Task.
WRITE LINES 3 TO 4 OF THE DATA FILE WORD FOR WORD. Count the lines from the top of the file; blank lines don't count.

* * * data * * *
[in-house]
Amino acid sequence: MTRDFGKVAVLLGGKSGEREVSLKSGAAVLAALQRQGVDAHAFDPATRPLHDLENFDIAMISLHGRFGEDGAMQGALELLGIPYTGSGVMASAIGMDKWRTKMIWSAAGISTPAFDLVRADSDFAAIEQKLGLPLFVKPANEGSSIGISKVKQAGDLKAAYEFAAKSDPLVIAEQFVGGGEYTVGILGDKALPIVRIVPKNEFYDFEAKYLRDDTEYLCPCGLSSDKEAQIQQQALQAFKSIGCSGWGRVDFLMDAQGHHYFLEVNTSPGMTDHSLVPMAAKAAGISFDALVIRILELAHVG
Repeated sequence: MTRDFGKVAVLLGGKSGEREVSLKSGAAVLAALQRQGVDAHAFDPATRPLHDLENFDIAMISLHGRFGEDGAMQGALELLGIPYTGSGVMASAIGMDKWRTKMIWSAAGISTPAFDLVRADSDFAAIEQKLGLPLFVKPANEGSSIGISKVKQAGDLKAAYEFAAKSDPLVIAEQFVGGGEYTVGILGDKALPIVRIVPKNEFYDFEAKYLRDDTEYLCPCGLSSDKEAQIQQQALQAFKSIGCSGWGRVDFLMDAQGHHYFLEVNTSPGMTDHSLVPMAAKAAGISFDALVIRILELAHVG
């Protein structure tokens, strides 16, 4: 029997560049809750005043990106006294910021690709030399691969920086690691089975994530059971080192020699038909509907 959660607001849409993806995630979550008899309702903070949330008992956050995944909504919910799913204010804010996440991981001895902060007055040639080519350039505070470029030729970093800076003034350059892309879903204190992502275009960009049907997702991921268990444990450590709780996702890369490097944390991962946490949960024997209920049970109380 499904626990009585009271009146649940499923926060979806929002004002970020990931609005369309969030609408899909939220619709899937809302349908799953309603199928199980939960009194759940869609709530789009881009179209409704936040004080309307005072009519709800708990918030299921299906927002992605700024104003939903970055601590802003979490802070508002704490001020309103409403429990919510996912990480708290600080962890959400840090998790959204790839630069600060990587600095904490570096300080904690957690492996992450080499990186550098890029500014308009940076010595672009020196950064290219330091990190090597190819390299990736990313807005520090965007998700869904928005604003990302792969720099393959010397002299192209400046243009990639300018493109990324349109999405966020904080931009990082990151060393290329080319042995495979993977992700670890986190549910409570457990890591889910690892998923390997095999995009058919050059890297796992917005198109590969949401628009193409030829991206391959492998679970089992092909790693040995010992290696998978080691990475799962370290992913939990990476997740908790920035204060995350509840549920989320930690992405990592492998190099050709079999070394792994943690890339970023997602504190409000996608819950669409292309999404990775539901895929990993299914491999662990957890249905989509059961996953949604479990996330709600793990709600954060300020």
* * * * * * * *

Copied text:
Repeated sequence: MTRDFGKVAVLLGGKSGEREVSLKSGAAVLAALQRQGVDAHAFDPATRPLHDLENFDIAMISLHGRFGEDGAMQGALELLGIPYTGSGVMASAIGMDKWRTKMIWSAAGISTPAFDLVRADSDFAAIEQKLGLPLFVKPANEGSSIGISKVKQAGDLKAAYEFAAKSDPLVIAEQFVGGGEYTVGILGDKALPIVRIVPKNEFYDFEAKYLRDDTEYLCPCGLSSDKEAQIQQQALQAFKSIGCSGWGRVDFLMDAQGHHYFLEVNTSPGMTDHSLVPMAAKAAGISFDALVIRILELAHVG
């Protein structure tokens, strides 16, 4: 029997560049809750005043990106006294910021690709030399691969920086690691089975994530059971080192020699038909509907 959660607001849409993806995630979550008899309702903070949330008992956050995944909504919910799913204010804010996440991981001895902060007055040639080519350039505070470029030729970093800076003034350059892309879903204190992502275009960009049907997702991921268990444990450590709780996702890369490097944390991962946490949960024997209920049970109380 499904626990009585009271009146649940499923926060979806929002004002970020990931609005369309969030609408899909939220619709899937809302349908799953309603199928199980939960009194759940869609709530789009881009179209409704936040004080309307005072009519709800708990918030299921299906927002992605700024104003939903970055601590802003979490802070508002704490001020309103409403429990919510996912990480708290600080962890959400840090998790959204790839630069600060990587600095904490570096300080904690957690492996992450080499990186550098890029500014308009940076010595672009020196950064290219330091990190090597190819390299990736990313807005520090965007998700869904928005604003990302792969720099393959010397002299192209400046243009990639300018493109990324349109999405966020904080931009990082990151060393290329080319042995495979993977992700670890986190549910409570457990890591889910690892998923390997095999995009058919050059890297796992917005198109590969949401628009193409030829991206391959492998679970089992092909790693040995010992290696998978080691990475799962370290992913939990990476997740908790920035204060995350509840549920989320930690992405990592492998190099050709079999070394792994943690890339970023997602504190409000996608819950669409292309999404990775539901895929990993299914491999662990957890249905989509059961996953949604479990996330709600793990709600954060300020």